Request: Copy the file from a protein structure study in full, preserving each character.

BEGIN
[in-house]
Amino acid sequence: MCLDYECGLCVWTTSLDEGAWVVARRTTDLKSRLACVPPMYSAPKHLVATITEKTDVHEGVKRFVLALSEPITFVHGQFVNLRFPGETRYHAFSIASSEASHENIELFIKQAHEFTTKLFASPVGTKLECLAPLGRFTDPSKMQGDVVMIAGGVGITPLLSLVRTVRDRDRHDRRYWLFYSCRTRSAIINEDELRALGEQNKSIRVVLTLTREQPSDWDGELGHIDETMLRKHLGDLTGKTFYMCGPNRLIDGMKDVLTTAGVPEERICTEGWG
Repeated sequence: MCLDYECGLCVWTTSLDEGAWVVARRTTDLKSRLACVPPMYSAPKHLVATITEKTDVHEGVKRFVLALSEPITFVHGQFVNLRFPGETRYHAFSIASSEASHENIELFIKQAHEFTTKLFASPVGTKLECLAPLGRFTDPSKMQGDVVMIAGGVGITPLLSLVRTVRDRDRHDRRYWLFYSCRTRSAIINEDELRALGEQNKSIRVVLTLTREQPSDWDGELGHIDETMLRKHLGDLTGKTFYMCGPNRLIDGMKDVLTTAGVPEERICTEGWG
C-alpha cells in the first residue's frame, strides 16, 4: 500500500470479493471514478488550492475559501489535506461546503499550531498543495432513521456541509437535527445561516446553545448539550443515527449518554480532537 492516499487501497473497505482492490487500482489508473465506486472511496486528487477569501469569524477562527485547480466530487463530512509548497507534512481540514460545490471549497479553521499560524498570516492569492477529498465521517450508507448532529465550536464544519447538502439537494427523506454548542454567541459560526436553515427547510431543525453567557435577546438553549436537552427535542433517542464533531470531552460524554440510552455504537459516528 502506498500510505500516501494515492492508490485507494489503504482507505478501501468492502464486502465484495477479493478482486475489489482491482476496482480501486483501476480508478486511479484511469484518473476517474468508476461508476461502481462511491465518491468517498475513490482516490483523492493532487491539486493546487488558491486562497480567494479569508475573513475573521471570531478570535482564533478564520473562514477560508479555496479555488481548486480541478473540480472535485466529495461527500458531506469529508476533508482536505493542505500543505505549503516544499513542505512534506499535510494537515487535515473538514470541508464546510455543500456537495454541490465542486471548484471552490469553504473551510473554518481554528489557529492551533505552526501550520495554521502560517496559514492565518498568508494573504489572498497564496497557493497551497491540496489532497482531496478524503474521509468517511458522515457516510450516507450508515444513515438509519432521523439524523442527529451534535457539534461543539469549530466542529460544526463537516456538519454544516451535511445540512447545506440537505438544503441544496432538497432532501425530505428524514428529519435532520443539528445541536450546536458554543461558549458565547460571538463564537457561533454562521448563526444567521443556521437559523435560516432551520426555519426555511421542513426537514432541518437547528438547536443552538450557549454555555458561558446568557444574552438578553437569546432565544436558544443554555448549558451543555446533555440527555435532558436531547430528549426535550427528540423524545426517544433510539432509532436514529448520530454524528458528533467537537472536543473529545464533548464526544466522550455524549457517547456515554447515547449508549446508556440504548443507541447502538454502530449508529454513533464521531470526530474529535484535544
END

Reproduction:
[in-house]
Amino acid sequence: MCLDYECGLCVWTTSLDEGAWVVARRTTDLKSRLACVPPMYSAPKHLVATITEKTDVHEGVKRFVLALSEPITFVHGQFVNLRFPGETRYHAFSIASSEASHENIELFIKQAHEFTTKLFASPVGTKLECLAPLGRFTDPSKMQGDVVMIAGGVGITPLLSLVRTVRDRDRHDRRYWLFYSCRTRSAIINEDELRALGEQNKSIRVVLTLTREQPSDWDGELGHIDETMLRKHLGDLTGKTFYMCGPNRLIDGMKDVLTTAGVPEERICTEGWG
Repeated sequence: MCLDYECGLCVWTTSLDEGAWVVARRTTDLKSRLACVPPMYSAPKHLVATITEKTDVHEGVKRFVLALSEPITFVHGQFVNLRFPGETRYHAFSIASSEASHENIELFIKQAHEFTTKLFASPVGTKLECLAPLGRFTDPSKMQGDVVMIAGGVGITPLLSLVRTVRDRDRHDRRYWLFYSCRTRSAIINEDELRALGEQNKSIRVVLTLTREQPSDWDGELGHIDETMLRKHLGDLTGKTFYMCGPNRLIDGMKDVLTTAGVPEERICTEGWG
C-alpha cells in the first residue's frame, strides 16, 4: 500500500470479493471514478488550492475559501489535506461546503499550531498543495432513521456541509437535527445561516446553545448539550443515527449518554480532537 492516499487501497473497505482492490487500482489508473465506486472511496486528487477569501469569524477562527485547480466530487463530512509548497507534512481540514460545490471549497479553521499560524498570516492569492477529498465521517450508507448532529465550536464544519447538502439537494427523506454548542454567541459560526436553515427547510431543525453567557435577546438553549436537552427535542433517542464533531470531552460524554440510552455504537459516528 502506498500510505500516501494515492492508490485507494489503504482507505478501501468492502464486502465484495477479493478482486475489489482491482476496482480501486483501476480508478486511479484511469484518473476517474468508476461508476461502481462511491465518491468517498475513490482516490483523492493532487491539486493546487488558491486562497480567494479569508475573513475573521471570531478570535482564533478564520473562514477560508479555496479555488481548486480541478473540480472535485466529495461527500458531506469529508476533508482536505493542505500543505505549503516544499513542505512534506499535510494537515487535515473538514470541508464546510455543500456537495454541490465542486471548484471552490469553504473551510473554518481554528489557529492551533505552526501550520495554521502560517496559514492565518498568508494573504489572498497564496497557493497551497491540496489532497482531496478524503474521509468517511458522515457516510450516507450508515444513515438509519432521523439524523442527529451534535457539534461543539469549530466542529460544526463537516456538519454544516451535511445540512447545506440537505438544503441544496432538497432532501425530505428524514428529519435532520443539528445541536450546536458554543461558549458565547460571538463564537457561533454562521448563526444567521443556521437559523435560516432551520426555519426555511421542513426537514432541518437547528438547536443552538450557549454555555458561558446568557444574552438578553437569546432565544436558544443554555448549558451543555446533555440527555435532558436531547430528549426535550427528540423524545426517544433510539432509532436514529448520530454524528458528533467537537472536543473529545464533548464526544466522550455524549457517547456515554447515547449508549446508556440504548443507541447502538454502530449508529454513533464521531470526530474529535484535544